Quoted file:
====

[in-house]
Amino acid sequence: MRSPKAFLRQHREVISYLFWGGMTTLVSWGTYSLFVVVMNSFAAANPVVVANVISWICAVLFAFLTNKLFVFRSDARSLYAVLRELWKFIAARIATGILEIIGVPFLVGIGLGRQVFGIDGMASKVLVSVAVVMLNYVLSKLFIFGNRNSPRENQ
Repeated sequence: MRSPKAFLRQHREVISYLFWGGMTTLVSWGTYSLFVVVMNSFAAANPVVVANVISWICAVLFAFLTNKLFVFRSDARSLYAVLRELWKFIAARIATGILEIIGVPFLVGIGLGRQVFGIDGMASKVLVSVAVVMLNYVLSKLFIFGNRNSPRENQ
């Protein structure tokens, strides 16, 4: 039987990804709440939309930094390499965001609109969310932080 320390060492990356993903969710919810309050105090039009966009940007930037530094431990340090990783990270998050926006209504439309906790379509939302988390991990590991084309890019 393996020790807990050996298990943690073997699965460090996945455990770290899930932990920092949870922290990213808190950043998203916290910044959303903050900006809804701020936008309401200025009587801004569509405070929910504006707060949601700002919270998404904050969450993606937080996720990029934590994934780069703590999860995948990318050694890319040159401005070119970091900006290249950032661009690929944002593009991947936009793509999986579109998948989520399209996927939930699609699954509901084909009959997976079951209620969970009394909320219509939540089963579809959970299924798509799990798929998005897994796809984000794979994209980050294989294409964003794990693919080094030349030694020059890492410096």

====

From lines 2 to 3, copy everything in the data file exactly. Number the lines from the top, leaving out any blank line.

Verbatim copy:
Amino acid sequence: MRSPKAFLRQHREVISYLFWGGMTTLVSWGTYSLFVVVMNSFAAANPVVVANVISWICAVLFAFLTNKLFVFRSDARSLYAVLRELWKFIAARIATGILEIIGVPFLVGIGLGRQVFGIDGMASKVLVSVAVVMLNYVLSKLFIFGNRNSPRENQ
Repeated sequence: MRSPKAFLRQHREVISYLFWGGMTTLVSWGTYSLFVVVMNSFAAANPVVVANVISWICAVLFAFLTNKLFVFRSDARSLYAVLRELWKFIAARIATGILEIIGVPFLVGIGLGRQVFGIDGMASKVLVSVAVVMLNYVLSKLFIFGNRNSPRENQ